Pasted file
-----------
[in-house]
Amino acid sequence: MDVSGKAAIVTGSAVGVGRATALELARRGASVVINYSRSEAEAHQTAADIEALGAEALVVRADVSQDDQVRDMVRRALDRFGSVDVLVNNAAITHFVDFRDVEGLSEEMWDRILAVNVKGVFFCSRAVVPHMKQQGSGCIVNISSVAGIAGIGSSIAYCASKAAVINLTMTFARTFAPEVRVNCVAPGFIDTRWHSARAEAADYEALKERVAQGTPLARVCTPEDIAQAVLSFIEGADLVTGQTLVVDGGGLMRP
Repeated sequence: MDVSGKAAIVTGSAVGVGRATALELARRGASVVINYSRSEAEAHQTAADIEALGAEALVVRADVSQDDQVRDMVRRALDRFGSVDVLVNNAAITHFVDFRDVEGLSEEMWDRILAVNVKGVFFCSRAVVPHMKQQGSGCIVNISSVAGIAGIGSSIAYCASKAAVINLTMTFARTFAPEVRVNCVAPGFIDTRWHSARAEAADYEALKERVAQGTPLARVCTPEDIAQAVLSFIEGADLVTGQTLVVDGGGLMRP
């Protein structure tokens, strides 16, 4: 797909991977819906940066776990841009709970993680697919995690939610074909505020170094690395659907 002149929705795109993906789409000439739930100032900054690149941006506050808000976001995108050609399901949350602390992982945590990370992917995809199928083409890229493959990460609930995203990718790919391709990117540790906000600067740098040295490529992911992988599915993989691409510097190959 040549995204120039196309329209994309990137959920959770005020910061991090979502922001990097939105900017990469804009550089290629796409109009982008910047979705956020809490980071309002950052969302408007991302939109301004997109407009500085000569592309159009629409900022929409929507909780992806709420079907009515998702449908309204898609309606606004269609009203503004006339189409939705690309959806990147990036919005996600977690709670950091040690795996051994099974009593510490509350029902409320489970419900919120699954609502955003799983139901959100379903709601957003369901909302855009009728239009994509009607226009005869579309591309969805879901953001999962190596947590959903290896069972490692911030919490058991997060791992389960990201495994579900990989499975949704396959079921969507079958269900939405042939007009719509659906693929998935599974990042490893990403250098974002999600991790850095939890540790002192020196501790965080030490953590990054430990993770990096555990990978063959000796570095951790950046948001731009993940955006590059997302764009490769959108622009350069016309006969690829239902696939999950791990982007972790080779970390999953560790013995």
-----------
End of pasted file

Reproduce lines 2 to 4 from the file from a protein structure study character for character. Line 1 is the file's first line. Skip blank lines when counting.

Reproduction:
Amino acid sequence: MDVSGKAAIVTGSAVGVGRATALELARRGASVVINYSRSEAEAHQTAADIEALGAEALVVRADVSQDDQVRDMVRRALDRFGSVDVLVNNAAITHFVDFRDVEGLSEEMWDRILAVNVKGVFFCSRAVVPHMKQQGSGCIVNISSVAGIAGIGSSIAYCASKAAVINLTMTFARTFAPEVRVNCVAPGFIDTRWHSARAEAADYEALKERVAQGTPLARVCTPEDIAQAVLSFIEGADLVTGQTLVVDGGGLMRP
Repeated sequence: MDVSGKAAIVTGSAVGVGRATALELARRGASVVINYSRSEAEAHQTAADIEALGAEALVVRADVSQDDQVRDMVRRALDRFGSVDVLVNNAAITHFVDFRDVEGLSEEMWDRILAVNVKGVFFCSRAVVPHMKQQGSGCIVNISSVAGIAGIGSSIAYCASKAAVINLTMTFARTFAPEVRVNCVAPGFIDTRWHSARAEAADYEALKERVAQGTPLARVCTPEDIAQAVLSFIEGADLVTGQTLVVDGGGLMRP
């Protein structure tokens, strides 16, 4: 797909991977819906940066776990841009709970993680697919995690939610074909505020170094690395659907 002149929705795109993906789409000439739930100032900054690149941006506050808000976001995108050609399901949350602390992982945590990370992917995809199928083409890229493959990460609930995203990718790919391709990117540790906000600067740098040295490529992911992988599915993989691409510097190959 040549995204120039196309329209994309990137959920959770005020910061991090979502922001990097939105900017990469804009550089290629796409109009982008910047979705956020809490980071309002950052969302408007991302939109301004997109407009500085000569592309159009629409900022929409929507909780992806709420079907009515998702449908309204898609309606606004269609009203503004006339189409939705690309959806990147990036919005996600977690709670950091040690795996051994099974009593510490509350029902409320489970419900919120699954609502955003799983139901959100379903709601957003369901909302855009009728239009994509009607226009005869579309591309969805879901953001999962190596947590959903290896069972490692911030919490058991997060791992389960990201495994579900990989499975949704396959079921969507079958269900939405042939007009719509659906693929998935599974990042490893990403250098974002999600991790850095939890540790002192020196501790965080030490953590990054430990993770990096555990990978063959000796570095951790950046948001731009993940955006590059997302764009490769959108622009350069016309006969690829239902696939999950791990982007972790080779970390999953560790013995």